Under the Influence of Water

Brad Temkin and Joseph D. Jachna

After he first saw Joseph Jachna’s photographs of water in the 1970s, Brad Temkin was so taken by their humble nature that he knew he wanted to study with him. Shortly thereafter he enrolled in the MFA program at the University of Illinois, Chicago where Joe was heading the program.  The two remained friends throughout their careers, crossing paths often, with a mutual-appreciation of one another’s work. But it wasn’t until a several years after Jachna passed away, that by chance, Temkin began to re-explore his teacher’s enduring muse—water.

For Joseph Jachna Water was quintessential.  He mastered the art of capturing the intangible, sacredness of water. He used the yin and yang of tonality to structure his images of abstract or micro-vignettes, out of context but whole, into complete and somber poems about the gracefulness of liquid. Often alluding to life and balance, he utilized the delicate interplay between rock and water to emphasize these opposing forces as separate but codependent. Without rock, water holds no form, and without flow – rock cannot be; a true reflection on the state-of-being.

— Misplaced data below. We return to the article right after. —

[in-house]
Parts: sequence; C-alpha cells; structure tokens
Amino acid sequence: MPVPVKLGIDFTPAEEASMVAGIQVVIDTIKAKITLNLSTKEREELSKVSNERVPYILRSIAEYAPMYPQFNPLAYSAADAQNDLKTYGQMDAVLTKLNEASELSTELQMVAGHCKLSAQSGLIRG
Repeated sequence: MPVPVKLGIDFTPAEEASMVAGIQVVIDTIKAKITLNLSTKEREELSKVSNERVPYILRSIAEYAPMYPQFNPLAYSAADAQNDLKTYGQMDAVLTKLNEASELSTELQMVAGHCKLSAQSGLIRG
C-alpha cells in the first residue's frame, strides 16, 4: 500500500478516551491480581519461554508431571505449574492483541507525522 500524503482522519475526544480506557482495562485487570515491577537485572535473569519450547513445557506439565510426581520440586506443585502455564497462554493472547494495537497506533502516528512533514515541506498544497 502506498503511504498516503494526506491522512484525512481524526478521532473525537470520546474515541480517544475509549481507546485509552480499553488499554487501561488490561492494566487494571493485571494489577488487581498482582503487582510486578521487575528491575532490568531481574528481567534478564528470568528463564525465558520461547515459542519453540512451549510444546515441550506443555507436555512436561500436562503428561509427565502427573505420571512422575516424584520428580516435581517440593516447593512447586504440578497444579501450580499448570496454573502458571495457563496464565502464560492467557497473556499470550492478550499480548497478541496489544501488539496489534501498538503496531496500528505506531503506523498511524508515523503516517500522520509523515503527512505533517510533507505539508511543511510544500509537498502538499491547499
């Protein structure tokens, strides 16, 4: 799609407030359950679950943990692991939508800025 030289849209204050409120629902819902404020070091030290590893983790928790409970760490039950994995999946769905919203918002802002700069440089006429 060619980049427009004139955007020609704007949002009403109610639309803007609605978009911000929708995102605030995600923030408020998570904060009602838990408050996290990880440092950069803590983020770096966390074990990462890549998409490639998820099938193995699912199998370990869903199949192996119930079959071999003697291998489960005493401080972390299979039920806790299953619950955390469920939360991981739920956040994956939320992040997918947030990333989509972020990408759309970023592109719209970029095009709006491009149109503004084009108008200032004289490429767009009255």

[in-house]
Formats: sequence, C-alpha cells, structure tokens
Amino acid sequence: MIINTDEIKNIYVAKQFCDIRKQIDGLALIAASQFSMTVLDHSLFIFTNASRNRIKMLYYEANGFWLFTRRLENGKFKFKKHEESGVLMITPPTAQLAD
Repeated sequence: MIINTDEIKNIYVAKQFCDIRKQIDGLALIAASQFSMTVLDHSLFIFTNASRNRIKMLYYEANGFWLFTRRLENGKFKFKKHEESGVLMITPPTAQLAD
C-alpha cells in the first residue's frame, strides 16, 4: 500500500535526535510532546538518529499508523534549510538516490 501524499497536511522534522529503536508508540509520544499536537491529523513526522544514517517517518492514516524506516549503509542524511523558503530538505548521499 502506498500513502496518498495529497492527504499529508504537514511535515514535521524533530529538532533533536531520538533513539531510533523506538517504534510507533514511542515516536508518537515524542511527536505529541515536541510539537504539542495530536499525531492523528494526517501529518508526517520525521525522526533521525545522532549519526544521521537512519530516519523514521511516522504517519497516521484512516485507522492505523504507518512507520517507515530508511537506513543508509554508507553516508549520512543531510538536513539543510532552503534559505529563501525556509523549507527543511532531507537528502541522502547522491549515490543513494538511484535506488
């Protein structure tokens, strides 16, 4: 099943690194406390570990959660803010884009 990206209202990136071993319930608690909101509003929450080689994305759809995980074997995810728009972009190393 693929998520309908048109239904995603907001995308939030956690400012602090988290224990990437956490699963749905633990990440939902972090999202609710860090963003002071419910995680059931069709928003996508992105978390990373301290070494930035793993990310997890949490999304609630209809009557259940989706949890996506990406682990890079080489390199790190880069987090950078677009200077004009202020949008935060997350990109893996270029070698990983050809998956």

For Temkin, it is our dependence on water that is inescapable. He illustrates the great lengths we must go through to procure it. His latest project tells the whole story, from start to finish of Muholland’s infamous Los Angeles Aqueduct. A blatant and human attempt at wresting nature to our will—one that at times, had grave consequences and continues to challenge us to this day. As the city grows, so too does its needs, and so does the aqueduct. Temkin captures sweeping vistas of the alien aqueduct as its pipes unravel through the deserted landscape. Combined with abstracted aerial views weaving textures of blue in tan surrounds as water becomes the both ultimate subject and sustaining life-force.

We hope that you can visit this exhibition where the interplay between these two artist’s photographs heighten and inform— revealing the beauty and grace of our most valuable resource.